As holiday decorations find their way back into storage, kids head back to school, and the days finally become longer, we hear people discussing their New Year’s resolutions. For some, that’s exercising more, spending more time with loved ones, or discovering a new hobby. In finance, a common resolution involves getting out of personal debt. There are two often-used approaches to accomplish this very commendable task: the debt avalanche method and the debt snowball method. Let’s say a consumer has each of the following debts (mortgage is not included in this exercise):

  • $8,000 car loan at 5% interest rate, $250 minimum monthly payment
  • $20,000 credit card debts at 18% interest rate, $500 minimum monthly payment
  • $15,000 student loan debt at 6%, $250 minimum monthly payment

Debt Avalanche: Targeting the Highest Interest Rate

Using the debt avalanche method, the consumer’s objective is to pay off the loan with the highest interest rate first, which, in this example, is the credit card debt. If our hypothetical consumer had $5,000 each month to assign to this goal, they could make the minimum payments on their car and student loans and put the rest of the cash toward their credit card debt. Once the credit card is paid off, make the minimum payment on the car loan and put the rest of the cash toward the loan with the next highest interest rate, which is the student loan. This would eliminate all debts in a nine-month timeframe. The total paid would be $44,603, of which $1,603 would be interest payments.

Debt Snowball: Targeting the Smallest Debt

With the debt snowball method, the objective is also to eliminate all debts, starting with paying off the one with the smallest balance while making the minimum required payments on all others. In our example, the consumer would target the car loan first. Using the same monthly $5,000, the car loan would be paid off in two months and the remainder of the debts would be eliminated in 10 months. This would cost $45,394, including $2,394 in interest payments.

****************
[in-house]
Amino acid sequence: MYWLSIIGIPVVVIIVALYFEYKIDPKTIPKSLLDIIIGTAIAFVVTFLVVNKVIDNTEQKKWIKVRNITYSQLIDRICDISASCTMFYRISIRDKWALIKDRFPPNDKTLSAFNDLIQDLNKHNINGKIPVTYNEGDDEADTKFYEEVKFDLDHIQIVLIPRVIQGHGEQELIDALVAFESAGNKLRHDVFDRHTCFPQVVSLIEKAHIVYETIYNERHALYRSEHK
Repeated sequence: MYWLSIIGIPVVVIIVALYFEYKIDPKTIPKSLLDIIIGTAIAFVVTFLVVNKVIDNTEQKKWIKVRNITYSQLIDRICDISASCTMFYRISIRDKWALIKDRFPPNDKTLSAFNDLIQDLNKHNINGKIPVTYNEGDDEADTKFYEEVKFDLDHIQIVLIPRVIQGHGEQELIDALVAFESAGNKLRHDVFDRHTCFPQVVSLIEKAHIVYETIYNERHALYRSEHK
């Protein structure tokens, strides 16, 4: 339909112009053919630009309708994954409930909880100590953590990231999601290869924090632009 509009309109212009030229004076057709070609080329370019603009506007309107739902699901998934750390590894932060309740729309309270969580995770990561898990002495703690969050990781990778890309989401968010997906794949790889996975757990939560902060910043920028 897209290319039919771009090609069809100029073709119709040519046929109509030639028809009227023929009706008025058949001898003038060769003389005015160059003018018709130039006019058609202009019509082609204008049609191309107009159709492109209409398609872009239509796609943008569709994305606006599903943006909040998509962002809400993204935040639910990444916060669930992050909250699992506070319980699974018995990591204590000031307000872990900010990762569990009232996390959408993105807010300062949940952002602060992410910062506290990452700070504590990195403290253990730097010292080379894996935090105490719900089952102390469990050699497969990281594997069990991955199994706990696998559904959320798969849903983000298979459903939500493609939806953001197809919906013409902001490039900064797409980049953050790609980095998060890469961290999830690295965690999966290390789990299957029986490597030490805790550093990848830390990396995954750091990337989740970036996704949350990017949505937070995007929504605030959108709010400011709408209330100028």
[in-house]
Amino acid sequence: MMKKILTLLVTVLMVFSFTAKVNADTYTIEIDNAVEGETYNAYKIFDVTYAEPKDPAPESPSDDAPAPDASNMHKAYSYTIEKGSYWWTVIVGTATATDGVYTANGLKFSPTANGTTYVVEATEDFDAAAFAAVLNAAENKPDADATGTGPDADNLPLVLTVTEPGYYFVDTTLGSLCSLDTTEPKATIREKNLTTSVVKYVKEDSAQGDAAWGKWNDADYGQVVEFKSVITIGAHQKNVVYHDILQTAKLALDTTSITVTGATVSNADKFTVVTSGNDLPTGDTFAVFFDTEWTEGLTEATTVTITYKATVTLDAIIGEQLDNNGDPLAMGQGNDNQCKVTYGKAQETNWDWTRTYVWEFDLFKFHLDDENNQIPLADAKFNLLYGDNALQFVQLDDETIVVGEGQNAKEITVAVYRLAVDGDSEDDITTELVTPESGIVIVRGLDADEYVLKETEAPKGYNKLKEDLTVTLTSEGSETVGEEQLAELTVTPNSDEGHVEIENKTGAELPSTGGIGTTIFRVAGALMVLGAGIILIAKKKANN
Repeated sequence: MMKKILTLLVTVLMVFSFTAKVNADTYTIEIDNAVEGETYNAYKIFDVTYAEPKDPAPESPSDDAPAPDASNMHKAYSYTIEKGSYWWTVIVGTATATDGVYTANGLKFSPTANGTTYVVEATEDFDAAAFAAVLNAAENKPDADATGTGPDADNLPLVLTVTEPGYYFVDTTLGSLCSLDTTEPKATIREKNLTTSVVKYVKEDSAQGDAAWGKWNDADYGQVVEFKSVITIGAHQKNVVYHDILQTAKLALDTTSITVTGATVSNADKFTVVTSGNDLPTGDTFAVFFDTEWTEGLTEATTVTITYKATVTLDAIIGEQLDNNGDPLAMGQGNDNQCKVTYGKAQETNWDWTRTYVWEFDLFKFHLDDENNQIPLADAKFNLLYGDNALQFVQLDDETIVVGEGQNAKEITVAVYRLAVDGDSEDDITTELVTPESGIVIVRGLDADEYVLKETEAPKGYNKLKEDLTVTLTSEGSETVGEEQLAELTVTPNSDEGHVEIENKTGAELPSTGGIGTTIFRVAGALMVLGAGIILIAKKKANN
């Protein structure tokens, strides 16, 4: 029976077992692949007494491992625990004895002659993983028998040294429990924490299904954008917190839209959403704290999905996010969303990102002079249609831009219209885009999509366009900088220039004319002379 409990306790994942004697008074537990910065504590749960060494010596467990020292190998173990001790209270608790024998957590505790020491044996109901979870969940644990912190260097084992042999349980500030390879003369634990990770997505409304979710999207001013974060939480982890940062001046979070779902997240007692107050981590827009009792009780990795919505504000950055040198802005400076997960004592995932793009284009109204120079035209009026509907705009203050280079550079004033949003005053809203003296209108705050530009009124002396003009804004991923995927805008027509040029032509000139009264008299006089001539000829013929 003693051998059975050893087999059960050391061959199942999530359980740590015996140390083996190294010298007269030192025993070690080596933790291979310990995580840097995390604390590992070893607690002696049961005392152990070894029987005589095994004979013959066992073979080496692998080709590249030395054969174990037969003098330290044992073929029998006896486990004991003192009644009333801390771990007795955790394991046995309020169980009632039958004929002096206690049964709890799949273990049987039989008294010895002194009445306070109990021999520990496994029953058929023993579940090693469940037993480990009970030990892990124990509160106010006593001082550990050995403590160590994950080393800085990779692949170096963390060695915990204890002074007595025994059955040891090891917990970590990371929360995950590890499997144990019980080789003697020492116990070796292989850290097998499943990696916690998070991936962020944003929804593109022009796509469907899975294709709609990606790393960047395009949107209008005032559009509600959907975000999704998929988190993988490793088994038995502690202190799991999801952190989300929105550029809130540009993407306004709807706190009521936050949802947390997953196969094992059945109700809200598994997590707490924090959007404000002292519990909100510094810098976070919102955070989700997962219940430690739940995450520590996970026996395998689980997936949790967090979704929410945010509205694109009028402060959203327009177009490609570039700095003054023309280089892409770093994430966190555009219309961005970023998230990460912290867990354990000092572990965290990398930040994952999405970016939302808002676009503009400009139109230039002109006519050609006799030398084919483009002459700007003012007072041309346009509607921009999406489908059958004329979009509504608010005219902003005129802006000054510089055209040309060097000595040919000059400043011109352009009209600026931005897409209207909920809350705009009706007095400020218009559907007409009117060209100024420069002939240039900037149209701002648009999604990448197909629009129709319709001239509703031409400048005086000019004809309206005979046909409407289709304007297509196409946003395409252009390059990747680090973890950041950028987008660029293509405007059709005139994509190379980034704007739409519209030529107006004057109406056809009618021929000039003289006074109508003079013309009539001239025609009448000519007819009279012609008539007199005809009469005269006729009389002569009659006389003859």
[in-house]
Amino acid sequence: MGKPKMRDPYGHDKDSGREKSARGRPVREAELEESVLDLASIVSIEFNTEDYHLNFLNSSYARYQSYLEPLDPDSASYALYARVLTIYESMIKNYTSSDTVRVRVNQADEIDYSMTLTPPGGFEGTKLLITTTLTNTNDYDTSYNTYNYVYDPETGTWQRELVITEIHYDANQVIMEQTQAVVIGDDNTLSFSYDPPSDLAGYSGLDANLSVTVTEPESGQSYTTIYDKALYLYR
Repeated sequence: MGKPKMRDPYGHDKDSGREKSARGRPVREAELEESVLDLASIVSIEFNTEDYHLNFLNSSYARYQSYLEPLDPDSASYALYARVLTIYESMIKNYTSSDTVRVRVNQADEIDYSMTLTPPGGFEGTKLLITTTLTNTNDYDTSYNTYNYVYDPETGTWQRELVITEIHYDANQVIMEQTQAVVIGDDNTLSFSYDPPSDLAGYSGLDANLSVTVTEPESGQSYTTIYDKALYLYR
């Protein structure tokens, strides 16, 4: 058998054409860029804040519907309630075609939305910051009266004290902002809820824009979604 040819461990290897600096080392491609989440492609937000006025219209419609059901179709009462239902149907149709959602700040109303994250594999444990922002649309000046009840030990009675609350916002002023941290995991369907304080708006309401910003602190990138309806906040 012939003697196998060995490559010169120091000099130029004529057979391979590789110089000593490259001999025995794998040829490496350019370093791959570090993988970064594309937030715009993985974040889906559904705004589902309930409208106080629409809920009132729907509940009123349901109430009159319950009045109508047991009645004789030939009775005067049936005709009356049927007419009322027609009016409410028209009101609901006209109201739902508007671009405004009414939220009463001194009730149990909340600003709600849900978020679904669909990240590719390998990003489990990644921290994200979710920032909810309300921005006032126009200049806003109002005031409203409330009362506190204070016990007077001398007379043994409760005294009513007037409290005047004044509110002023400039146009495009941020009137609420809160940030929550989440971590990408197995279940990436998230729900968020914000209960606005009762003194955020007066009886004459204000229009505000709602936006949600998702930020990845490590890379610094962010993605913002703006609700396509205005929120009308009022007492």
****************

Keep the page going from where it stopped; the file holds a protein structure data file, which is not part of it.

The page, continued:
And for Educational Purposes Only: Making Nothing but Minimum Payments

In this method, the consumer makes only the minimum payments. All debts would take about five years to pay off and cost a total of $57,213, including $14,213 in interest. Far from an ideal scenario.

Most everyone can agree that keeping debt to a minimum, or getting out of debt entirely, is part of any sound financial plan. However, it is debatable as to which accelerated debt payment method is most effective. The debt avalanche method removes the most expensive debt first, which is often credit card debt, but it can be a slow process, which can be frustrating, making the consumer feel as if they aren’t making any progress. With the snowball method, the biggest advantage is psychological: After paying off the smallest debt quickly, the consumer may feel a sense of momentum. But it’s often more expensive overall because the consumer incurs more interest and can take longer to become debt-free.

Which of these methods would work better for you? In our example, the debt avalanche method is more cost efficient, but some people might take issue with delaying the car loan payoff. The truth about consumers is that we’re all different. Many of us set out to have high credit scores; pay for big-ticket items, such as a car or a boat, without taking out a loan; and free up funds to invest for retirement — all of which are rewards for paying off debt. Much depends on your discipline and ability to stick to a sound financial plan. Reach out to Team Savant at any time to discuss your financial goals. Happy New Year!

The examples above are intended for illustrative purposes only.

Savant Wealth Management (“Savant”) is an SEC registered investment adviser headquartered in Rockford, Illinois. You should not assume that any discussion or information contained in this document serves as the receipt of, or as a substitute for, personalized investment advice from Savant. The scope of the services to be provided depends upon the needs of the client and the terms of the engagement.

Author Jonathon D. Merickel Portfolio Advisor

Jonathon has been involved in the financial services industry since 2002. He earned a bachelor of science degree from Syracuse University and an MBA from Le Moyne College.

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